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Nordstrom, Walmart Unveil New Focuses on the Customer Shopping Journey

Retailers that can actually improve on the consumer shopping journey will be increasingly able to grab market share from competitors.

At Cowen & Company’s 5th Annual “The Future of the Consumer Conference,” held Tuesday in Manhattan at the Lotte New York Palace Hotel, Nordstrom and Walmart offered just two examples of how companies are rethinking they way consumers shop and their role in shifting that to keep up with the times.

Speaking about a focus on local markets, particularly in connection with the fall opening of its Manhattan women’s flagship—which sits across the street from the men’s flagship—Erik Nordstrom, co-president of Nordstrom and its principal executive officer, shared some insights the company has gleaned since opening its men’s store in the city a year ago.

“New York is the largest online market” for the retailer, Nordstrom said, adding that the company is focusing on “local markets to better take advantage of the opportunities that local markets have.”

And that translates to a focus on services. More specifically, whatever service is more likely to engage the customer, Nordstrom said. Like alterations. Though in Nordstrom’s words it’s “old school craft,” the spend is “three times” more for those who use the service.

For Nordstrom’s local market strategy, the key has been getting the merchandise closer to where the consumers are, whether delivering within two days or same-day service. One feature set to roll out soon in one of its Los Angeles stores, will allow a customer to order an item or request a size that’s not immediately in the store, be given a “restaurant pager,” and, as they walk around the store over the next hour, “we will page you” when the item gets delivered to the store, Nordstrom said, emphasizing that stores are an asset. “It is an asset to have merchandise that close to customers. We just have to light it up,” he said.

But don’t expect the company to suddenly hold regular sales, like friends and family promotions, to drive traffic to stores. According to the co-president, that’s not happening. Nordstrom believes in brands, lots of them, and that’s a learning from the men’s store that will inform the women’s flagship, too.

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And in keeping with its local market strategy, the retailer is looking at partnerships, such as with localized delivery services. Nordstrom explained that there likely will be a large number of shoppers who “buy and leave without packages,” with many purchases instead being sent to doormen in buildings where they reside.

What Walmart’s doing

For Walmart, Janey Whiteside, chief customer officer, said she’s focused on “one customer.”

By that she’s referring to one customer who shops across channels—the same one whether online or in the store. Of course, the chief customer officer has instituted some changes that help that customer on his or her shopping journey. “The Walmart store is so large, so we instituted store maps,” she said. And this comes in addition to the retailer’s other efforts to ease shopping, like ordering online and having the option of either pick-up or delivery.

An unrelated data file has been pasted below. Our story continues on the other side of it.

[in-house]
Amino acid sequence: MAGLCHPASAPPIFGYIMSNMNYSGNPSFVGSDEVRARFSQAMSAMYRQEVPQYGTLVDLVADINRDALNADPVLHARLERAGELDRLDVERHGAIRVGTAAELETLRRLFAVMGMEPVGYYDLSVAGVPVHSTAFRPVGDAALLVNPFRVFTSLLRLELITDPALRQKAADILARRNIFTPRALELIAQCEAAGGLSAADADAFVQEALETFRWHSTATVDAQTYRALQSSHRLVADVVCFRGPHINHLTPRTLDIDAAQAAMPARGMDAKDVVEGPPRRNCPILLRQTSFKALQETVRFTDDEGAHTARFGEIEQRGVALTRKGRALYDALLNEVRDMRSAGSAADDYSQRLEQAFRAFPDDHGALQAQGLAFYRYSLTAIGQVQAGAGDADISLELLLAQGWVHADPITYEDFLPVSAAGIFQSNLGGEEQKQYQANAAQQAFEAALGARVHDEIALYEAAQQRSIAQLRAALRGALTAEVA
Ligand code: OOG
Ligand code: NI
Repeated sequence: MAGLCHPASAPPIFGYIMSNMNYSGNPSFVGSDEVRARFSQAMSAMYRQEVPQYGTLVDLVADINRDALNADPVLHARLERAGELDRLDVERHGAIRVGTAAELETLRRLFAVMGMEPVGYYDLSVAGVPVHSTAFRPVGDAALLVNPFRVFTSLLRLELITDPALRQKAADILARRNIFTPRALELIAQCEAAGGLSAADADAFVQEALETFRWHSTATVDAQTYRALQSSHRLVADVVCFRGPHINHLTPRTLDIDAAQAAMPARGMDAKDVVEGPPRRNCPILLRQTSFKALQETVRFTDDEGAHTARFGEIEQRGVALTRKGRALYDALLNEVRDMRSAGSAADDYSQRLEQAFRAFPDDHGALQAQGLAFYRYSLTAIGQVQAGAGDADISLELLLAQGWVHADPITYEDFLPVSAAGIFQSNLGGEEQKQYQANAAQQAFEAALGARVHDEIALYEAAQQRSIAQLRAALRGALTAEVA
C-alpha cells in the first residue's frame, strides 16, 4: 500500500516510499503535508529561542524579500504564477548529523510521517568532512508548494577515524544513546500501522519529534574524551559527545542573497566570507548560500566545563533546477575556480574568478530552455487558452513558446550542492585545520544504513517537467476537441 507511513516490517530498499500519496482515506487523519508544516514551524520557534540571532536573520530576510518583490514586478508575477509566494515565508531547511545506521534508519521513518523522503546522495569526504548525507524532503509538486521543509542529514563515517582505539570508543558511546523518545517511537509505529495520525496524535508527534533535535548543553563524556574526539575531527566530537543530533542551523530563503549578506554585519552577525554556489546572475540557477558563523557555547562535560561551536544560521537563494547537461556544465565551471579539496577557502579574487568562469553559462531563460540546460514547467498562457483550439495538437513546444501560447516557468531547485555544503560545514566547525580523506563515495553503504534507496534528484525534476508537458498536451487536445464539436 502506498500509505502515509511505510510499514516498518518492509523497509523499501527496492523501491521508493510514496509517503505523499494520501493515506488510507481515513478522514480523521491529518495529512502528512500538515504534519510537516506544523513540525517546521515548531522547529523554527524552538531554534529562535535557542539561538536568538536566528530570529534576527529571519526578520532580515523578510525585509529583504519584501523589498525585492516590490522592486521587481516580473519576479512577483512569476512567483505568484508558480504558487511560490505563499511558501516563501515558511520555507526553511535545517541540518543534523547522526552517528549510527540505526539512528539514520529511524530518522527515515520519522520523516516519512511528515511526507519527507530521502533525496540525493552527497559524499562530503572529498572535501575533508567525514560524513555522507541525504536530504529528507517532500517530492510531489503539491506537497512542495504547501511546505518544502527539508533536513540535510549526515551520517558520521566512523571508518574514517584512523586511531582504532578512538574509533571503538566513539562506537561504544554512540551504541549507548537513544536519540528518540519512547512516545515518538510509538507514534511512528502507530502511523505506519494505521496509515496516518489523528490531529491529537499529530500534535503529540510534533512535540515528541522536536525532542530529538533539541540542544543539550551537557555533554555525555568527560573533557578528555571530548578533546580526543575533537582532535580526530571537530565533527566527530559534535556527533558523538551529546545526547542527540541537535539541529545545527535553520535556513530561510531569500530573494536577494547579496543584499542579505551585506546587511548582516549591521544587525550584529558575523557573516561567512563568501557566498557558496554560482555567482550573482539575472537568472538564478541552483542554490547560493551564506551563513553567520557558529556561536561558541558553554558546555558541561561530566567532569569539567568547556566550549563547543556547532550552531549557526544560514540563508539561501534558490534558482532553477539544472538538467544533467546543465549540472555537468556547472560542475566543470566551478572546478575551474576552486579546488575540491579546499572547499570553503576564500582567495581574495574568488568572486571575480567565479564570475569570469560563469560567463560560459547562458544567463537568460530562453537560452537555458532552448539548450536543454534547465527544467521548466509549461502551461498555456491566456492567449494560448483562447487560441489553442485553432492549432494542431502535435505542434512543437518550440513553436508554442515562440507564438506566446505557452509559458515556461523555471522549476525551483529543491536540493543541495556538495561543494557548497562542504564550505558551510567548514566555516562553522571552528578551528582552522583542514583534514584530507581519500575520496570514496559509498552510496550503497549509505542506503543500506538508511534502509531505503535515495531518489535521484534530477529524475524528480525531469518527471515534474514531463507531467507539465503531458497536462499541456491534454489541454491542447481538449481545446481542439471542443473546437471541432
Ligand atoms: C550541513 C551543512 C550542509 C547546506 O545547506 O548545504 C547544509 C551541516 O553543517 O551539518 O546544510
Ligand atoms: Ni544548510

While having the right brands in the stores is important, so too is having partnerships where customers have an even greater choice online, whether for apparel, home or baby.

“Getting product to consumers quickly and at a low price-that sets us apart,” she said. But the chief customer officer also explained that the devil might be in the details. If a customer chooses a product that’s not in stock, Walmart has to be able to respond more quickly on substitution options. “The whole point is to get you in and out.”

Walmart also knows a lot about its different customers, Whiteside said. The customer tends to be more urban in location than the Walmart customer, and has a slightly smaller family with slightly higher income. From a merchandising standpoint, that means “some brands like Nike are on Jet, not Walmart,” she said.

In focusing on the customer, Whiteside said it involves a thought process that considers “where have we not created or solved the pain points of the customer.” And while the customer is put first, thinking through potential solutions also means “thinking about what are the unintended consequences” before putting a potential solution in place.

Looking to the future, Whiteside said Walmart is looking at where it can fill in some gaps, such as “which [brands] are right for us to acquire and incubate.” The discounter is also interested in what Whiteside called “anticipatory services,” noting that automatic replenishment is one idea.

“There’s a broad basket of ideas,” she said.